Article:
December 1, 2016
Students in the Gillings School’s executive Master of Healthcare Administration degree program not only gain knowledge and experience from their studies – they also have an impact on policy. In “Healthcare Quality and Information Management,” a second-year course in the joint MPH/MHA program, student teams engage in performance improvement projects in which they analyze real-life problems faced by UNC Health Care and provide recommendations to the project sponsors.
“Well-written case studies provide opportunities for insight into real-life problems and are a great way to teach a group of students,” says Larry Mandelkehr, MBA, one of the class instructors. “With a case study, there is a solution guide and discussion points. These projects go one step beyond because there is no known right answer. There isn’t anything better for students than working with a real-life situation and realizing that the recommendation they make perhaps will have direct impact on the care we provide or the safety of the environment.”
Mandelkehr, adjunct instructor of health policy and management at the UNC Gillings School of Global Public Health and Professor of the Practice at UNC’s Kenan-Flagler Business School, is also director of performance improvement at UNC Hospitals.
In spring 2014, Mandelkehr’s students made a significant contribution to the safety of newborns at UNC Hospitals when they examined the hospital’s “code pink” plan. The plan outlines the steps to take if a newborn is removed from the nursery without authorization.
After presentation of the students’ projects and outcomes, the hospital’s board of trustees changed the “code pink” policy to reflect the student’s recommendations, resulting in a decrease in the alert time from 10 minutes to 100 seconds.
“This is such an absolutely dramatic result that you don’t need a statistical analysis to know that this team of students had an impact,” says Franklin Farmer, MBA, associate chair for administration in UNC’s Department of Emergency Medicine, who began co-teaching the class with Mandelkehr last year. “The ‘before’ and ‘after’ numbers speak for themselves.”
Alyssa Mansfield Damon, PhD, MHA, MPH, assistant professor of health policy and management at the Gillings School, was a student in the cohort that evaluated the code pink project.
“Class members had incredible diversity in our backgrounds and experiences, and we were able to pull together different strengths to accomplish work that I’m really proud of,” she says. “Our experience shows that you don’t need to have years of experience or be an executive to make impactful changes or improve policy.”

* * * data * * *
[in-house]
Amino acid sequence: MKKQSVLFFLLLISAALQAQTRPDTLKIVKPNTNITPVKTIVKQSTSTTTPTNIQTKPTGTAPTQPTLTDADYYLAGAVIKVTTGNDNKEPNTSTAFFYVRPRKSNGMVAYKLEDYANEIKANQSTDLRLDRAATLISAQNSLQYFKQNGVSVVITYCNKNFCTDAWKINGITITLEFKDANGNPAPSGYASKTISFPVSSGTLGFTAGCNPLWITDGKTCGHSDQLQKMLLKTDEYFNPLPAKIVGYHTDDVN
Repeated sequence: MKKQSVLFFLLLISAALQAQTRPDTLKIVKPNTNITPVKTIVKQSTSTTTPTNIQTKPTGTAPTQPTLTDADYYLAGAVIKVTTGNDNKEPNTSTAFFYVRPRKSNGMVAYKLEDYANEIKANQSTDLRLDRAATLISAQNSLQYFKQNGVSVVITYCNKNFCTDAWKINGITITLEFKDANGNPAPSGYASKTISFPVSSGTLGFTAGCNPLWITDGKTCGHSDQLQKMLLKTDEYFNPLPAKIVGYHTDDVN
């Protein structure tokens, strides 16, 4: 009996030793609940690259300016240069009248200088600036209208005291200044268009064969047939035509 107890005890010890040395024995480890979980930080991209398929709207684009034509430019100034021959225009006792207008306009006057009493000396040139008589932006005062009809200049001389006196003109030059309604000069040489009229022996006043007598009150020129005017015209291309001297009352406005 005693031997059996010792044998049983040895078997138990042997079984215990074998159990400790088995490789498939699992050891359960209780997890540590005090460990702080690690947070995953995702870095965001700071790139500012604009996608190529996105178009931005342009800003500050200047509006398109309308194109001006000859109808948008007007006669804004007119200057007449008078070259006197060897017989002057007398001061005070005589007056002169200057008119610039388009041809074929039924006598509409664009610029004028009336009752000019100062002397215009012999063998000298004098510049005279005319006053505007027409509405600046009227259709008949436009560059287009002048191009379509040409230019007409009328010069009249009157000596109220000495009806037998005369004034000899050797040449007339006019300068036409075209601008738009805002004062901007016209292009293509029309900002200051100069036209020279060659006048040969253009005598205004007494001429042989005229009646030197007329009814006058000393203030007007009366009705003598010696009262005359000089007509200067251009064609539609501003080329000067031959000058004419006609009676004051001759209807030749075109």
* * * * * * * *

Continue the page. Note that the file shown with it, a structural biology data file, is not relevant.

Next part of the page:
In spring 2016, the class examined UNC Hospitals’ “active shooter” plan. Eric Horowitz, MD, MHA, RD, a neonatologist at Boston’s North Shore Medical Center, was among the students who recommended improvements for communications and suggested a safer model for transferring patients from the emergency department to the operating rooms.
“Every small group within our class believed they had looked at things from every possible angle, yet every group saw something in the other presentations that they hadn’t thought about – things that would have made their own proposals and the overall presentation stronger,” says Horowitz. “We learned the value of different perspectives and experiences and benefited from being in an academic environment that was connected to reality.”
Farmer says that the hospital benefits as well. “Having fresh sets of eyes that don’t use the same paradigms as those of us who have worked in the field for a long time means that the students come up with solutions and approaches that we wouldn’t,” he says.
“What we like to do in the program is support Dean [Barbara K.] Rimer’s mission of having faculty members ensure that teaching and research lead to practice,” says Bill Gentry, MPA, director of health policy and management’s executive master’s programs and the Community Preparedness and Disaster Management Certificate Program. “Our executive program students already have work experience, so we want to leverage that experience by offering them academic projects that actually can benefit public health.”
— Michele Lynn
Carolina Public Health is a publication of the University of North Carolina at Chapel Hill Gillings School of Global Public Health. To view previous issues, please visit sph.unc.edu/cph.